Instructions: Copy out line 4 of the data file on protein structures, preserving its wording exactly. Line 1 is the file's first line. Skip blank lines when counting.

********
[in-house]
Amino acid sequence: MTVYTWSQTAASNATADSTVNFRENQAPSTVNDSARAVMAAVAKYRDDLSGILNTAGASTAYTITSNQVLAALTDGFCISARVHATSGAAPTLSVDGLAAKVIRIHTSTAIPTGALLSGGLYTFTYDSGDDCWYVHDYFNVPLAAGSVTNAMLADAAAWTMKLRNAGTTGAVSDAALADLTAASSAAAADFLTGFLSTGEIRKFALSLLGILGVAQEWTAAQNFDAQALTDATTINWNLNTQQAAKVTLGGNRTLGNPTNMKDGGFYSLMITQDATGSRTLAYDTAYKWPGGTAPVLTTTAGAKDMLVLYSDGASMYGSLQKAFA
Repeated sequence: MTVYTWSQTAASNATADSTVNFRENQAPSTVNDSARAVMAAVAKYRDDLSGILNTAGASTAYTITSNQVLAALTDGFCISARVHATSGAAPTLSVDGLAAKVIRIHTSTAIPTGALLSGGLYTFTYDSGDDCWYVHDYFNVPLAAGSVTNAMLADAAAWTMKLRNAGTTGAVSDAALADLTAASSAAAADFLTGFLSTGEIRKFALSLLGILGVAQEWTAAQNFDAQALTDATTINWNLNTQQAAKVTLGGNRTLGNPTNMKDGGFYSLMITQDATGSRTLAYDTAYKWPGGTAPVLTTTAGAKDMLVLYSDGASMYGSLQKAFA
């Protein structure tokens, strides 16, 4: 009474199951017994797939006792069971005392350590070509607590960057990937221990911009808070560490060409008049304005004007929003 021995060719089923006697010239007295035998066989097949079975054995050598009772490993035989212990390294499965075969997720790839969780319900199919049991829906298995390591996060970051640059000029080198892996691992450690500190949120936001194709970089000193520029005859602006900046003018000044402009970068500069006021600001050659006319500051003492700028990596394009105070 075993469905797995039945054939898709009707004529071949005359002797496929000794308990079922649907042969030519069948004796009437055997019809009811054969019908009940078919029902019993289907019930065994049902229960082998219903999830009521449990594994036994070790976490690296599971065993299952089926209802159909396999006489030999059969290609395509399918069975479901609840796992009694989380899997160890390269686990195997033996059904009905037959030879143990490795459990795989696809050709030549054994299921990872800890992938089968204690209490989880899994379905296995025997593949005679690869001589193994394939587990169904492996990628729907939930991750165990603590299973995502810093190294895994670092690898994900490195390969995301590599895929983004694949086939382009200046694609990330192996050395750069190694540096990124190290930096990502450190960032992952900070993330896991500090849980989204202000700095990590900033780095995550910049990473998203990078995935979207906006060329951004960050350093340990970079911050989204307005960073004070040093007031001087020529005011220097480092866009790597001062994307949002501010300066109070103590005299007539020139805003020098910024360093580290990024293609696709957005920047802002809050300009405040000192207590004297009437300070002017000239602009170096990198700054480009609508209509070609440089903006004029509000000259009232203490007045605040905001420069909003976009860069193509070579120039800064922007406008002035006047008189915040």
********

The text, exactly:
């Protein structure tokens, strides 16, 4: 009474199951017994797939006792069971005392350590070509607590960057990937221990911009808070560490060409008049304005004007929003 021995060719089923006697010239007295035998066989097949079975054995050598009772490993035989212990390294499965075969997720790839969780319900199919049991829906298995390591996060970051640059000029080198892996691992450690500190949120936001194709970089000193520029005859602006900046003018000044402009970068500069006021600001050659006319500051003492700028990596394009105070 075993469905797995039945054939898709009707004529071949005359002797496929000794308990079922649907042969030519069948004796009437055997019809009811054969019908009940078919029902019993289907019930065994049902229960082998219903999830009521449990594994036994070790976490690296599971065993299952089926209802159909396999006489030999059969290609395509399918069975479901609840796992009694989380899997160890390269686990195997033996059904009905037959030879143990490795459990795989696809050709030549054994299921990872800890992938089968204690209490989880899994379905296995025997593949005679690869001589193994394939587990169904492996990628729907939930991750165990603590299973995502810093190294895994670092690898994900490195390969995301590599895929983004694949086939382009200046694609990330192996050395750069190694540096990124190290930096990502450190960032992952900070993330896991500090849980989204202000700095990590900033780095995550910049990473998203990078995935979207906006060329951004960050350093340990970079911050989204307005960073004070040093007031001087020529005011220097480092866009790597001062994307949002501010300066109070103590005299007539020139805003020098910024360093580290990024293609696709957005920047802002809050300009405040000192207590004297009437300070002017000239602009170096990198700054480009609508209509070609440089903006004029509000000259009232203490007045605040905001420069909003976009860069193509070579120039800064922007406008002035006047008189915040």